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ROBERT E. JOHNSON v. ATLAS VAN LINES (01/11/80)

SUPERIOR COURT OF PENNSYLVANIA


filed: January 11, 1980.

ROBERT E. JOHNSON
v.
ATLAS VAN LINES, HILL & PERRY, INC. AND PENNSYLVANIA VAN & STORAGE CO. APPEAL OF ATLAS VAN LINES

No. 1430 October Term, 1978, Appeal from the Order of the Court of Common Pleas of Chester County, Civil Action, Law, Misc. No. 69

COUNSEL

Charles Jay Bogdanoff, Philadelphia, for appellant.

Thomas J. Lacey, Bryn Mawr, for Robert E. Johnson, appellee.

Benjamin E. Zuckerman, Norristown, for Hill & Perry, Inc., appellee.

Cercone, President Judge, and Hester and Hoffman, JJ. Hester, J., concurs in the result.

Author: Hoffman

[ 274 Pa. Super. Page 254]

Appellant contends, inter alia, that the lower court should have opened the default judgment against it because it was never subject to the in personam jurisdiction of the district justice who entered the judgment.*fn1 We agree and, accordingly, reverse the order of the lower court dismissing appellant's petition to set aside service and open judgment.

The present controversy arises out of an action brought against appellant and two other defendants to recover damages which allegedly occurred to appellee's furniture while the various defendants were transporting and/or storing it.*fn2 Appellee instituted suit on September 20, 1976, by filing a complaint with a district justice in Chester County. Neither appellant nor its co-defendants filed answers to the complaint, and on November 22, 1976, the district justice entered default judgment in the amount of $1521.79 against all three defendants. On March 14, 1977, appellant filed a petition to set aside service and open judgment in which it alleged that it first received notice of the instant suit on November 26, 1976, via a postcard announcing that default judgment had been entered against it.*fn3 The lower court dismissed the

[ 274 Pa. Super. Page 255]

    petition, citing appellant's failure to explain its delay of three-and-one-half months in filing its petition once it had learned of the judgment and appellant's failure to allege a meritorious defense to plaintiff's complaint.*fn4 This appeal followed.

Appellee attempted in this action to obtain in personam jurisdiction over appellant, an Indiana corporation, pursuant to the Act of November 15, 1972, P.L. 1063, No. 271, § 8301 et seq.*fn5 Section 8307 of that Act provided, inter alia, that in order to effect service of process, the officer to whom process was directed (in this case, the district justice) was required to send a copy of process to the defendant by registered or certified mail.*fn6 In an uncontradicted affidavit presented to the lower court in support of its petition to open, general counsel for appellant stated that the district

[ 274 Pa. Super. Page 256]

    justice had admitted to him that he did not mail a copy of process to appellant, as required by § 8307.*fn7 Thus, appellant was never properly served in this action. There are no indications in the record that appellant voluntarily submitted to the jurisdiction of the district justice, or even was aware of the proceedings against it until it received notice of the default judgment.

The lower court correctly noted that, ordinarily, three factors must coalesce before a default judgment can be opened: "(1) the petition to open must be promptly filed; (2) the failure to appear or file a timely answer must be excused; and (3) the party seeking to open the judgment must show a meritorious defense." McCoy v. Public Acceptance Corp., 451 Pa. 495, 498, 305 A.2d 698, 700 (1973). However, in Liquid Carbonic Corp. v. Cooper & Reese, Inc., 272 Pa. Super. 462, 416 A.2d 549 (1979), this Court stated that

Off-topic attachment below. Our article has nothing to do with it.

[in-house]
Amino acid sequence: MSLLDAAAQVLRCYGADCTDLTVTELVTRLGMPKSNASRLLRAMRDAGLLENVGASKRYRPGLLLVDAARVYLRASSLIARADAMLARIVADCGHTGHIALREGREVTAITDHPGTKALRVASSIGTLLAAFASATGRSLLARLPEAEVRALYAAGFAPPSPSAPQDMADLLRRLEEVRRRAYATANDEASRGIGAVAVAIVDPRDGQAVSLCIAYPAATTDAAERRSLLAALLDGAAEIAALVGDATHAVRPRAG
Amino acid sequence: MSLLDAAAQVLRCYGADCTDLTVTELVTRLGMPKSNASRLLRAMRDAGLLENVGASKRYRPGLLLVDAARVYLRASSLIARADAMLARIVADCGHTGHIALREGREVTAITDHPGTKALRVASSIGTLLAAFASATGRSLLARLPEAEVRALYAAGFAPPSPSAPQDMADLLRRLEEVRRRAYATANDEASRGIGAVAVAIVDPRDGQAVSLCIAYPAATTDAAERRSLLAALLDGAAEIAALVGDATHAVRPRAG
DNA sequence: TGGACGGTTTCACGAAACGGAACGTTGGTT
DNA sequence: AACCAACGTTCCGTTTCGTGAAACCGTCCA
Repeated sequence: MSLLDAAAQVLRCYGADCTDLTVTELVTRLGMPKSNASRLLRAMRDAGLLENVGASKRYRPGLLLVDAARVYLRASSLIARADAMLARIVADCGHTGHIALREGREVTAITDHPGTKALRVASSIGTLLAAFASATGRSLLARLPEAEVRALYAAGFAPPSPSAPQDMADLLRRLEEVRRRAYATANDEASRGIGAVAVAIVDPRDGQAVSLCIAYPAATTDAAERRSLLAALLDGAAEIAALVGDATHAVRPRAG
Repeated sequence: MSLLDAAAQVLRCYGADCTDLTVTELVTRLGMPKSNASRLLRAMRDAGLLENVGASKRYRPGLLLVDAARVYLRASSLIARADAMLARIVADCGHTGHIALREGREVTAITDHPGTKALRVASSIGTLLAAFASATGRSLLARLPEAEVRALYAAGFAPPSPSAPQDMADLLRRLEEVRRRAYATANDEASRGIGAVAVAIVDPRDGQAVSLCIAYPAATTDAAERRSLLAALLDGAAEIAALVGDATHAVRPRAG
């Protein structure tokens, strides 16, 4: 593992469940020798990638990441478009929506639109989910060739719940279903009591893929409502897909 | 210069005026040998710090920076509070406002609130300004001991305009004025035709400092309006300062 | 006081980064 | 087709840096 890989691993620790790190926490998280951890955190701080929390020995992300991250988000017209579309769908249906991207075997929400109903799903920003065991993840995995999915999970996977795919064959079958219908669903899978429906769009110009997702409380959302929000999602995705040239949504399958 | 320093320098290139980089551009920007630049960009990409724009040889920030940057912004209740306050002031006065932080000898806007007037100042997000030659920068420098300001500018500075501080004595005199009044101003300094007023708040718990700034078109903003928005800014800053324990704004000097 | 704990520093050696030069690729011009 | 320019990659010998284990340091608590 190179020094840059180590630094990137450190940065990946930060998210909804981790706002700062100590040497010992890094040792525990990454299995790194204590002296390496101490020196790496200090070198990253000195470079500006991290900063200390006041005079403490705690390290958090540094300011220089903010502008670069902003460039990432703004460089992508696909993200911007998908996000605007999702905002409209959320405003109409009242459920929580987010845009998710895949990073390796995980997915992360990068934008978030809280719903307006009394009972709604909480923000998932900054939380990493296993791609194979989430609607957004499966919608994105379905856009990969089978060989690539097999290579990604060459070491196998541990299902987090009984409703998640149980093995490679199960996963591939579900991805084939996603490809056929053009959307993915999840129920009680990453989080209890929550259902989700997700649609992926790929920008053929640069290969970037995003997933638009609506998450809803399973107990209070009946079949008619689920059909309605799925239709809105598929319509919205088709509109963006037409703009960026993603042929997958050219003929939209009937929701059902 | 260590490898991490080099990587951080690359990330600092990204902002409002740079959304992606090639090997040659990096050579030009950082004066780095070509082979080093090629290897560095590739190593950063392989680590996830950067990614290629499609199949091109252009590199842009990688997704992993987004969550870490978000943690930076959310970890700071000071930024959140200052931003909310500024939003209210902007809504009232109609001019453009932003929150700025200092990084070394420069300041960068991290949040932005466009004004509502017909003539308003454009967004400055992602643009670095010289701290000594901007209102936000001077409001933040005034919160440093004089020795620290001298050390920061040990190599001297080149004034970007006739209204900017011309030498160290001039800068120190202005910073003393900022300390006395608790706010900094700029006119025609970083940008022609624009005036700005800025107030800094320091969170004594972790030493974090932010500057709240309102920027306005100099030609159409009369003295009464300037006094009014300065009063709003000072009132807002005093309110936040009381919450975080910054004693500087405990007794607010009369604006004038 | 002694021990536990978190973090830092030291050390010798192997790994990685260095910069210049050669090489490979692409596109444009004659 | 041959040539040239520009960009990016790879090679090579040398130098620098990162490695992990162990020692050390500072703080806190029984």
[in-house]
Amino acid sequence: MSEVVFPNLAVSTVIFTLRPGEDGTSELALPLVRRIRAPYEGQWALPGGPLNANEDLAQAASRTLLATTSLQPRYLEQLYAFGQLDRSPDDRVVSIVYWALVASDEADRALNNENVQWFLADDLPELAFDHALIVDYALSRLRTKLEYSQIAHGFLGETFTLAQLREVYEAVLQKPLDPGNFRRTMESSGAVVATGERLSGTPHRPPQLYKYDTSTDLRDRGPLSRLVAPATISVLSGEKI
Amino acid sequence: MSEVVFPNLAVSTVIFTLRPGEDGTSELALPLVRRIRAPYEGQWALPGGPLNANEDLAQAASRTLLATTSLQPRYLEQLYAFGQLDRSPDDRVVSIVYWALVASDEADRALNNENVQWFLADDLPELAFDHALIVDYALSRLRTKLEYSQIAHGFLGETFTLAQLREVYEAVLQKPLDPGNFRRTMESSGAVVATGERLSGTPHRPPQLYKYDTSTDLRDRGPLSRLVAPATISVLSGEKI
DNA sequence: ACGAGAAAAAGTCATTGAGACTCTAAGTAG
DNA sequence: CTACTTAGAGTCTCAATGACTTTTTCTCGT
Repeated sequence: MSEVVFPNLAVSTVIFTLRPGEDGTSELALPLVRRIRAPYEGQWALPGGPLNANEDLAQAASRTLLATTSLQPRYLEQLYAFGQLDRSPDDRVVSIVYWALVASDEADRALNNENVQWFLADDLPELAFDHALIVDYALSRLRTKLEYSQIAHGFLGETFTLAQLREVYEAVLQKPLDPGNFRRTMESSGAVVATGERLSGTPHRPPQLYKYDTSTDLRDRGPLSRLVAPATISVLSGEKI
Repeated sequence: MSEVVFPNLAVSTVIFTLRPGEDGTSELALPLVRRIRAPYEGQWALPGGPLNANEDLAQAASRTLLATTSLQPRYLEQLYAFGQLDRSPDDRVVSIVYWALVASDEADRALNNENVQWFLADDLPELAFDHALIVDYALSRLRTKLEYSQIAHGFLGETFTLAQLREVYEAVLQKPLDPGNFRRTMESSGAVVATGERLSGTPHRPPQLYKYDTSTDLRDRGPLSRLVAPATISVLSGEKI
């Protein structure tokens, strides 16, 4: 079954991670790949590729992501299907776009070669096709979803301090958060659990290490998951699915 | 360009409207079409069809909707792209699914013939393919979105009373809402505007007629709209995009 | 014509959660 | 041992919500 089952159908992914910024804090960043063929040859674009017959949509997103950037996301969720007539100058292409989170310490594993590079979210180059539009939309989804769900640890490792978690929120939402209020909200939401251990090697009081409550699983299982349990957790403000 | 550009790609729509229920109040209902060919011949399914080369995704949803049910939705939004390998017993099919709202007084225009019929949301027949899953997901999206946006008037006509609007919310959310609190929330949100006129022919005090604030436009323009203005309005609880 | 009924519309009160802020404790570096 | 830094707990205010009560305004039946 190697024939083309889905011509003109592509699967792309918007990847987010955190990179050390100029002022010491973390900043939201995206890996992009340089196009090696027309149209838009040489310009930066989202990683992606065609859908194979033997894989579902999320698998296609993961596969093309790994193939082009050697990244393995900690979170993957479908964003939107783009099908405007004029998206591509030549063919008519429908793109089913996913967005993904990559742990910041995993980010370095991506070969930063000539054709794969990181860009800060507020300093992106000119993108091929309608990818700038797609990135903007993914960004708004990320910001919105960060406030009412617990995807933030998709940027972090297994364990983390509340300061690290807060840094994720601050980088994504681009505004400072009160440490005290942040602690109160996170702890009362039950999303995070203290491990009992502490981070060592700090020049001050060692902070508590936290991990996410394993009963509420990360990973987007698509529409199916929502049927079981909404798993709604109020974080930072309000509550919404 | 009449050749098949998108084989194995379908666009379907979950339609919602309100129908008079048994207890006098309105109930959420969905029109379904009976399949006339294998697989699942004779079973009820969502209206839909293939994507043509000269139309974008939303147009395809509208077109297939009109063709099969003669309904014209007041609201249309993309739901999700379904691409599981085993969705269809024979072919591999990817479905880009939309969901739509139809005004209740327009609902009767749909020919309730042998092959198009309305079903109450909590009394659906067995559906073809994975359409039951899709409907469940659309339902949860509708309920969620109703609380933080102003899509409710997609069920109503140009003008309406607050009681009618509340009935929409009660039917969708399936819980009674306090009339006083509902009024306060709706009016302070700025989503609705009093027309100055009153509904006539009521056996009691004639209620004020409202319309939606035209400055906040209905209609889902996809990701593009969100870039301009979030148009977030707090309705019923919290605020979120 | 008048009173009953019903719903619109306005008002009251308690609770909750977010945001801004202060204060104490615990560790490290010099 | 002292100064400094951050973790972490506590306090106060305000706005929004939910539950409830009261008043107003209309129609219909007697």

[where] . . . a defendant asserts that he was never served with the complaint and therefore had no notice of the proceedings against him, we believe that a court must determine whether such assertion is true before considering any other factors. If valid service has not been made and the defendant is wholly without notice of the proceedings against him, then the court has no personal jurisdiction over the defendant and is without power to enter a judgment against him. Sharp v. Valley Forge Medical Center and Heart Hospital, Inc., 422 Pa. 124, 127, 221 A.2d 185, 187 (1966); Neff v. Tribune Printing Co., 421 Pa. 122, 124, 218 A.2d 756, 757 (1966); In re Galli's Estate, 340 Pa. 561, 568-71, 17 A.2d 899, 902-03 (1941); Taylor v. Humble Oil & Refining Co., 221 Pa. Super. 394, 398, 292 A.2d 481, 483 (1972).

Id., 272 Pa. Super. at 466, 416 A.2d at 551. Accordingly, in Liquid Carbonic, our Court held that the lower court had erred in failing to open a default judgment and allow the

[ 274 Pa. Super. Page 257]

    appellant to file an answer to the complaint where it appeared that the appellant had never been served.

Our reasoning in Liquid Carbonic controls the present case. Appellant's allegation of lack of service is uncontradicted by appellee and therefore must be accepted as true. Because valid service was not made and appellant was wholly without notice of the proceedings against it, the district justice was without power to enter a default judgment herein. Accordingly, we must reverse the order of the lower court denying appellant's petition to set aside service and open judgment, and remand to give appellant the opportunity to file an answer to appellee's complaint. See Taylor v. Humble Oil & Refining Co., 221 Pa. Super. 394, 292 A.2d 481 (1972).

Order reversed and case remanded for proceedings consistent with this opinion.


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